Important update: Healthcare facilities
CDC has updated select ways to operate healthcare systems effectively in response to COVID-19 vaccination. Learn more
Given new evidence on the B.1.617.2 (Delta) variant, CDC has updated the guidance for fully vaccinated people. CDC recommends universal indoor masking for all teachers, staff, students, and visitors to K-12 schools, regardless of vaccination status. Children should return to full-time in-person learning in the fall with layered prevention strategies in place.
The White House announced that vaccines will be required for international travelers coming into the United States, with an effective date of November 8, 2021. For purposes of entry into the United States, vaccines accepted will include FDA approved or authorized and WHO Emergency Use Listing vaccines. More information is available here.
Travel requirements to enter the United States are changing, starting November 8, 2021. More information is available here.

Staying Safe in Emergency Shelters During COVID-19 Pandemic in Low Resource, Non-U.S. Settings

Staying Safe in Emergency Shelters During COVID-19 Pandemic in Low Resource, Non-U.S. Settings
Updated July 21, 2021

During or after natural disasters like hurricanes, typhoons, flooding, fires, and earthquakes, individuals and families may have to stay in emergency shelters. This means sharing living spaces and sanitary facilities, often in crowded conditions.

To limit the spread of COVID-19 in a shelter during a disaster, it is important for those running shelters to consider prevention early in the planning process. It’s also important for staff and residents to practice safe behaviors at all times.

Vaccines are the most effective way to keep you from getting and spreading the virus that causes COVID-19. They can also protect you from getting seriously ill and dying from the disease if you do get COVID-19. So, it is important to be vaccinated as soon as possible once it’s your turn.

Screen and Isolate

  • Screeners should stand behind a physical barrier, such as a glass or plastic window.
  • Screen everyone entering the shelter for symptoms of COVID-19, including a cough and fever of at least 38°C/100.4°F.
  • Following medical screening, residents should be grouped as “not sick,” “sick,” and “requires immediate medical attention.”
  • If a resident requires immediate medical attention, call emergency services for transport and, if applicable, tell the operator this person has a suspected case of COVID-19.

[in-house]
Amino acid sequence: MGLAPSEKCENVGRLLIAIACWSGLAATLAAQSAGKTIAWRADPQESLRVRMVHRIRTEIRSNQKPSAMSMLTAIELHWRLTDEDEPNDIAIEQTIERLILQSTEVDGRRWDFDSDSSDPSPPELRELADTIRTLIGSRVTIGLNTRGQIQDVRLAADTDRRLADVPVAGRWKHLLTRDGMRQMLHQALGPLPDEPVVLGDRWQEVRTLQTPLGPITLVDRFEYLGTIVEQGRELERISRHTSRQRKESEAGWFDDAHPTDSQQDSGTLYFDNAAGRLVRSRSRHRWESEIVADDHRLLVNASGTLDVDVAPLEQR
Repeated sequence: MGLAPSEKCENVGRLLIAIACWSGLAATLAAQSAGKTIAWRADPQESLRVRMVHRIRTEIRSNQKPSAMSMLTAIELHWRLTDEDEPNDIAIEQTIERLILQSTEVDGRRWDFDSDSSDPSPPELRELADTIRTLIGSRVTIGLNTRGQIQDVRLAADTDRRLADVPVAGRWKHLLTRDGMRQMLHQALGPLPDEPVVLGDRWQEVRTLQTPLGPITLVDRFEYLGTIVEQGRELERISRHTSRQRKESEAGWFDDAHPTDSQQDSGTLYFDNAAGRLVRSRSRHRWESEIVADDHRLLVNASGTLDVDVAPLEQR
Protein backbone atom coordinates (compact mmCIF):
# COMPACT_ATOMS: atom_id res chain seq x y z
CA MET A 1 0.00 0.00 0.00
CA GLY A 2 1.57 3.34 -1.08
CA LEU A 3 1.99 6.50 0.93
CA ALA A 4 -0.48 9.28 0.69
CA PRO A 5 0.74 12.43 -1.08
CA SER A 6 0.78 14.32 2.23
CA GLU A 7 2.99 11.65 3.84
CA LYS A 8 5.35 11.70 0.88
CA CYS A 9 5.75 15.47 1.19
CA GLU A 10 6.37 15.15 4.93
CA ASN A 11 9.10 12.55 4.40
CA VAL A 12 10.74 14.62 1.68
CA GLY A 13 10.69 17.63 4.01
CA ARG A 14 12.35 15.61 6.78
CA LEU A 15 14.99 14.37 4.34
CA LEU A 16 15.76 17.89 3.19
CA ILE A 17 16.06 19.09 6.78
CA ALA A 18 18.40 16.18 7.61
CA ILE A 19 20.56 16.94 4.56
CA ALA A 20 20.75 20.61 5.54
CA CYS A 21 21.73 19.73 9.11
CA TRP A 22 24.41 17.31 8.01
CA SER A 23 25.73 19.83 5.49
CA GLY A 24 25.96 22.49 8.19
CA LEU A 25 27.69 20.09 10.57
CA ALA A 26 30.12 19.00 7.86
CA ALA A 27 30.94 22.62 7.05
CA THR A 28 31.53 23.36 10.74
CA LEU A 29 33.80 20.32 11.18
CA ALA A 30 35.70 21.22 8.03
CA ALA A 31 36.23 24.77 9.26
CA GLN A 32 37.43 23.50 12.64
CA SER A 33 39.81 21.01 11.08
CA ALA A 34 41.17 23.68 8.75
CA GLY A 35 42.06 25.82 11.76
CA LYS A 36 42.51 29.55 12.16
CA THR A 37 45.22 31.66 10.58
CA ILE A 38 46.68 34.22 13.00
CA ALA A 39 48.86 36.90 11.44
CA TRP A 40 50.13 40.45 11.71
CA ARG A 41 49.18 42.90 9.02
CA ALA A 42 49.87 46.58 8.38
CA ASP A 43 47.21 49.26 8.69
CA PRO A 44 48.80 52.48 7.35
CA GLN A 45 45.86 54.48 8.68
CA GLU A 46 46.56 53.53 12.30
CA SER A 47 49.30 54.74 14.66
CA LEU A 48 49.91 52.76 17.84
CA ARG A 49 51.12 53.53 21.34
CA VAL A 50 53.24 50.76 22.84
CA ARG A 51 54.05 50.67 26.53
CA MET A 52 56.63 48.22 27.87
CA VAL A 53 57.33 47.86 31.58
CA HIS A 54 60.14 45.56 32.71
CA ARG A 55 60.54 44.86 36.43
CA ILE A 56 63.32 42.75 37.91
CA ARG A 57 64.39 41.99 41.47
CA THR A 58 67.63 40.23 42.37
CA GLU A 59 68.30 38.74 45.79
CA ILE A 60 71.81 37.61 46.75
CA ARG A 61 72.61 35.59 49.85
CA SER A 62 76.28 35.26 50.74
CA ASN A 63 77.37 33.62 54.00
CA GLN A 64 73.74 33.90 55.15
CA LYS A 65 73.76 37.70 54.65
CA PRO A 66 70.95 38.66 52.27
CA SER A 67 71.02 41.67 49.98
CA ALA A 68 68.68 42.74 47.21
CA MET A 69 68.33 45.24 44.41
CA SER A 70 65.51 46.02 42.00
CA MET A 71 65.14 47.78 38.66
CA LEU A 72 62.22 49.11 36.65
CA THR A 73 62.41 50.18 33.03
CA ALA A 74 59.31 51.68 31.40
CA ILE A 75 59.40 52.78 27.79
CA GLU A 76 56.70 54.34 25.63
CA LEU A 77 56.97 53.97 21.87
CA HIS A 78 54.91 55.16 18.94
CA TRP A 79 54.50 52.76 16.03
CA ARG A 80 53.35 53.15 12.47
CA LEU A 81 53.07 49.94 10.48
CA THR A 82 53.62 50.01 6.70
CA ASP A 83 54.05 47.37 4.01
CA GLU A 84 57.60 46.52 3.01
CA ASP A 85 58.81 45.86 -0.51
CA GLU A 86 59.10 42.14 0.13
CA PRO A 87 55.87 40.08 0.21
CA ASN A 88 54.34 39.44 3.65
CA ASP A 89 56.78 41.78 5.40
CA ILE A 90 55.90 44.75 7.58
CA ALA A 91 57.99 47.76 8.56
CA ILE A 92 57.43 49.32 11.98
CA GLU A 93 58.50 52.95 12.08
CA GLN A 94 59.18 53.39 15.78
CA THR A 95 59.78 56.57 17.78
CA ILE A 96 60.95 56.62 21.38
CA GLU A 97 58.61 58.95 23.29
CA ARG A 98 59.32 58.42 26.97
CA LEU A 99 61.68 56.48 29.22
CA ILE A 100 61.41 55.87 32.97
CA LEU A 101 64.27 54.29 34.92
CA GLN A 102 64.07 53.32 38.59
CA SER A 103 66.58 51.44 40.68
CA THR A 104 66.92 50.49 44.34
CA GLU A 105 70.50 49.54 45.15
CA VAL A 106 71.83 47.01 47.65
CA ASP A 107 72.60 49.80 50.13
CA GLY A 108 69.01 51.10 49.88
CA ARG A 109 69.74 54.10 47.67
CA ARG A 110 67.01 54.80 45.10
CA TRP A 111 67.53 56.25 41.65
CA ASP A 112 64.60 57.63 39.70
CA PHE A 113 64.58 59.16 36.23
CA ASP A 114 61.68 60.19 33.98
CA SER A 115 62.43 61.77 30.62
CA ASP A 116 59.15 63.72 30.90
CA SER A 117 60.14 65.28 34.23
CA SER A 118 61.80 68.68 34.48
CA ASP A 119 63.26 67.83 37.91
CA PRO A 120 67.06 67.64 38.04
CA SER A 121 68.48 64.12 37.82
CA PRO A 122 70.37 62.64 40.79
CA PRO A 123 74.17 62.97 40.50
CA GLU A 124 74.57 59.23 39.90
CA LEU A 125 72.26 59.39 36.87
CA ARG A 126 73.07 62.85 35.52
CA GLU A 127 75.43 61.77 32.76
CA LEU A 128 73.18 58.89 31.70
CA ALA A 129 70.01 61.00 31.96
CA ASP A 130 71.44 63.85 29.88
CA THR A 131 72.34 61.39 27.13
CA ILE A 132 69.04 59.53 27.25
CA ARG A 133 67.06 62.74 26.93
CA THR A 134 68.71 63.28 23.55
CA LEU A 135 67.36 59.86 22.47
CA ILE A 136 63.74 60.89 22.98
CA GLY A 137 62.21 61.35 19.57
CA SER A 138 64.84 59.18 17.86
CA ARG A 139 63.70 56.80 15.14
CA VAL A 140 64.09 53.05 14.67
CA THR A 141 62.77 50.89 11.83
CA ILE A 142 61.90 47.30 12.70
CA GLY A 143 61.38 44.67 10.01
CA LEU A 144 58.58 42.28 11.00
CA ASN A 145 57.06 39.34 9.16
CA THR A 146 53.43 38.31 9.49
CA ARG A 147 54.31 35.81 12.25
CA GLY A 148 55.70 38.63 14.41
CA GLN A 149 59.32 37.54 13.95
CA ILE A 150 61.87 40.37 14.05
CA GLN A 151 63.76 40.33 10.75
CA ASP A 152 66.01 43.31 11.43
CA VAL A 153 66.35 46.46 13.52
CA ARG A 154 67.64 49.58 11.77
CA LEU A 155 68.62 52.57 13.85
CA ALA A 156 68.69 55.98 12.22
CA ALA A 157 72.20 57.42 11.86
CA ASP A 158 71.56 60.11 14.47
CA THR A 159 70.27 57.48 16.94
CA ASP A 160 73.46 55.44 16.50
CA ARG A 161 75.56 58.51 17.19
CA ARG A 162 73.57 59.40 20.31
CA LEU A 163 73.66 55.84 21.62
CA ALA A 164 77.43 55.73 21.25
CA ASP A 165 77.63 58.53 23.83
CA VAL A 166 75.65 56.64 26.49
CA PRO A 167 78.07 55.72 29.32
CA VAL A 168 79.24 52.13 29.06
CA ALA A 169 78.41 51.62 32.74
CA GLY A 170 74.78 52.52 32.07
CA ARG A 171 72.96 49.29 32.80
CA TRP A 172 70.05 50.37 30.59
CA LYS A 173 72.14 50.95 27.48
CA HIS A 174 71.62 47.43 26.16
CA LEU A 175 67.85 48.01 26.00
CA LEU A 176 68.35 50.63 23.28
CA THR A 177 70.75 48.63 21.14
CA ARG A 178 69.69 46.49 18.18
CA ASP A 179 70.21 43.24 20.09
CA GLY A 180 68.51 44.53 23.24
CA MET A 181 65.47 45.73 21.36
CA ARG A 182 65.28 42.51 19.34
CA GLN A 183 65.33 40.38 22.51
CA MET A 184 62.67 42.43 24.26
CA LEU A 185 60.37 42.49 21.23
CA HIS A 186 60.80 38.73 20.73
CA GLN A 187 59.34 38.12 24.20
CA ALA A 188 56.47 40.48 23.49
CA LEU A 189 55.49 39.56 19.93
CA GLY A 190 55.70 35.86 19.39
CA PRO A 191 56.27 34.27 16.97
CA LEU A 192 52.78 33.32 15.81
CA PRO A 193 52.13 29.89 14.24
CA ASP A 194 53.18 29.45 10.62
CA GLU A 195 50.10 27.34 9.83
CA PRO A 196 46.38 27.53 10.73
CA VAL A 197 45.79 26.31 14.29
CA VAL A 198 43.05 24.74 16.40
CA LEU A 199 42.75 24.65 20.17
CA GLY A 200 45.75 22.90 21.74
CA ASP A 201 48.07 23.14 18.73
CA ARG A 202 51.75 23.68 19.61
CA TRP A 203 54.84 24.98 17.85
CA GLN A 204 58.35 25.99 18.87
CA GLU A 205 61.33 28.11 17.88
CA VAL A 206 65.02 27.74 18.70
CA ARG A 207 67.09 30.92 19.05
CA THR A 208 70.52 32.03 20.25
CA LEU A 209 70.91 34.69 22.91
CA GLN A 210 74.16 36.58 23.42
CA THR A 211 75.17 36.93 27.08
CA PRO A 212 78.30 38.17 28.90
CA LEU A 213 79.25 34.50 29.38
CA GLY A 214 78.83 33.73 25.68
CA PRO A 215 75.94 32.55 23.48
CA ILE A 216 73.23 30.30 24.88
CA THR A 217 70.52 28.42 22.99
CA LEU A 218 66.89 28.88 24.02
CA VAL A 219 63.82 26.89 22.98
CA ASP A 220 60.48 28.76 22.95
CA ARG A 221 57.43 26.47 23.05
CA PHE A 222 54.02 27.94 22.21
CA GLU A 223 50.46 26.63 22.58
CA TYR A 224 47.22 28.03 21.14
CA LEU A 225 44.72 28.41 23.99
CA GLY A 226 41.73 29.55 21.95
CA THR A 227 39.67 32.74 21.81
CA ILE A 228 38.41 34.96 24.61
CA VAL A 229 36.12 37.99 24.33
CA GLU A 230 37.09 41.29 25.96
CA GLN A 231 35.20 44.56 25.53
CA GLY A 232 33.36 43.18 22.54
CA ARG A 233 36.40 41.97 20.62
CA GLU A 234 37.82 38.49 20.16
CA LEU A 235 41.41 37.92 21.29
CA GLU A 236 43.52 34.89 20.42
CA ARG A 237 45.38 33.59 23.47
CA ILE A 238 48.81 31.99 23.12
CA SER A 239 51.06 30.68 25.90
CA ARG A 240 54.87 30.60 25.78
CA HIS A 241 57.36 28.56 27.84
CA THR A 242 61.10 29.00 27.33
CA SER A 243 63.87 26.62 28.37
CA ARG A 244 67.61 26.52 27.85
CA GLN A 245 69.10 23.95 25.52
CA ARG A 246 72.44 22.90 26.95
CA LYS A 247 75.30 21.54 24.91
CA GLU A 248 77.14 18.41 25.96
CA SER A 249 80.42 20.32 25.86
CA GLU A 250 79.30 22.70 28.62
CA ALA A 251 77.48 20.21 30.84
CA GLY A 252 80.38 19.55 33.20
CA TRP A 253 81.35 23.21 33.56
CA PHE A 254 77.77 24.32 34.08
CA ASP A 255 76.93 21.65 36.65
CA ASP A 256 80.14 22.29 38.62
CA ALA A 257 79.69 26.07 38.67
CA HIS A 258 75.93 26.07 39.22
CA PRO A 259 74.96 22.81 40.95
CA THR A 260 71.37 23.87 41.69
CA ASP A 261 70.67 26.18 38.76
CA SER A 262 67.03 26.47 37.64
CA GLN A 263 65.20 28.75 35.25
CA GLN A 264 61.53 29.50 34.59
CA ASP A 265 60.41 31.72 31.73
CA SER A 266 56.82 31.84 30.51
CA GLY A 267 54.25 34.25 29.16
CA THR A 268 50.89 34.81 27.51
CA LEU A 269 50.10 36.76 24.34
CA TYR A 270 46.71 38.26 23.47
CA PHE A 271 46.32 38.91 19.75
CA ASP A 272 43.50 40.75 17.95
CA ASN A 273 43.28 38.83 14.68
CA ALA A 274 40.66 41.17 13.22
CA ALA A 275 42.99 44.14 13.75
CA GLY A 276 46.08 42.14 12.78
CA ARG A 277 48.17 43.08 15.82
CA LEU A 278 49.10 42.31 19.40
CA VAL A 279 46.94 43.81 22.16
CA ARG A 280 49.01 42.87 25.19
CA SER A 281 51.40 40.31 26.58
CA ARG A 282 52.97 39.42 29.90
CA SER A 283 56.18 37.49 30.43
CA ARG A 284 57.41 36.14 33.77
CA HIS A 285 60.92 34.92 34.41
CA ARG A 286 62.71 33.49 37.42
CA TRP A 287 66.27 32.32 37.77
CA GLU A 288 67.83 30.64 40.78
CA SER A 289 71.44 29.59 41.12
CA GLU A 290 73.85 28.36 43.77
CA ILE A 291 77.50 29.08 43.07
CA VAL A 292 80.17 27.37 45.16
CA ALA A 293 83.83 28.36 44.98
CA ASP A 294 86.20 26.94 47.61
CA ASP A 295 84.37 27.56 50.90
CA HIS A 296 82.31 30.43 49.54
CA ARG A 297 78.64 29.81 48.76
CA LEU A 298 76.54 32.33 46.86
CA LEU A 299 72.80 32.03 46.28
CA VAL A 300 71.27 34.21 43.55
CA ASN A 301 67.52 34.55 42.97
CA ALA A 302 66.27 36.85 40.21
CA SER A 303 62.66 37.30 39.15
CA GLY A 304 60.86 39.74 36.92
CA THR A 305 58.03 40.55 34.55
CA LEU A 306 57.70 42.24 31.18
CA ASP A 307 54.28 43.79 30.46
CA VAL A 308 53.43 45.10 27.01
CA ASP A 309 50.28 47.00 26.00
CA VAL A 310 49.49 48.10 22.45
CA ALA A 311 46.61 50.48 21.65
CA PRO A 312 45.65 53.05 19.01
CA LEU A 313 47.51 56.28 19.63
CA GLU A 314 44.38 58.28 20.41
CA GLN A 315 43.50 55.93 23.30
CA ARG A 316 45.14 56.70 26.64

• Isolate residents and/or staff classified as “sick” with possible COVID-19. Move the resident to a separate room. If that is not possible, designate a separate isolation area for sick residents.
  • Regardless of who appears sick or well, children and others requiring assistance should not be separated from caregivers. Breastfeeding/lactating women should not be separated from their infants.

Stay 2 Meters (or 6 feet) Apart

  • Place groups or families in individual rooms or in separate areas of the shelter, if possible.
  • Keep cots or beds of people from different households at least 2 meters (6 feet, or about 2 arm lengths) apart.
  • Have residents sleep head-to-toe (alternating head and foot positions).
  • Post signs with clear language and illustrations and provide physical cues, such as tape or chalk markings on floor to guide spacing.
  • Restrict mass gatherings and mixing between groups of people staying in different rooms.

Wash Your Hands

  • Wash your hands with soap and water for at least 20 seconds or use alcohol-based hand sanitizer and rub hands for 20 seconds.
  • Wash/clean hands when entering and leaving shelter; after blowing your nose, sneezing, or coughing; before and after eating; after going to the bathroom; and if your hands are visibly dirty or greasy.
  • Post signs in shelters encouraging residents to wash their hands.
  • Provide handwashing stations or dispensers for alcohol-based hand sanitizer throughout shelter.

Wear A Mask or Face Covering

  • Masks are particularly important when physical distancing is not possible, and people are indoors with poor ventilation.
  • Shelter staff and occupants should wear masks at all times except when eating or showering.
  • Wear the mask over your nose and mouth and secure it under your chin.
  • Babies and children younger than 2 years of age should not wear masks.
  • People who have trouble breathing or are unconscious, incapacitated, or unable to remove the face covering without assistance should not wear a mask.

Increase Ventilation & Air Flow

  • Ensure ventilation systems are working properly, if available.
  • Increase circulation of outdoor air within buildings by opening windows and doors and/or using fans.
  • Shelters should be equipped with air exchange systems, when possible. Select upward airflow rotation if using ceiling fans to maintain good ventilation.

Clean and Disinfect

  • Clean frequently touched surfaces (including railings, light switches, tables, doorknobs, toys, pens, pencils, toilets, sinks) twice a day or more if needed.
  • Use household cleaner that contains soap or detergent to reduce the number of germs on surfaces. Use disinfecting chemicals, like bleach, to kill germs on surfaces. For example: mix 1 part or 20 ml of 5% bleach with 49 parts or 980 ml of water to make 1 liter of bleach solution.
  • Disinfect to substantially inactivate the virus that causes COVID-19 and kill any remaining germs on surfaces to reduce the spread of disease or illness.
  • Wear gloves for all cleaning and disinfecting activities.
  • Additional personal protective equipment (for example, eye protection) might be needed based on the products/chemicals being used and whether there is a risk of splash.

This page is a general overview. Read more information on Emergency Shelters in Disaster Response in Global, Low Resource Settings.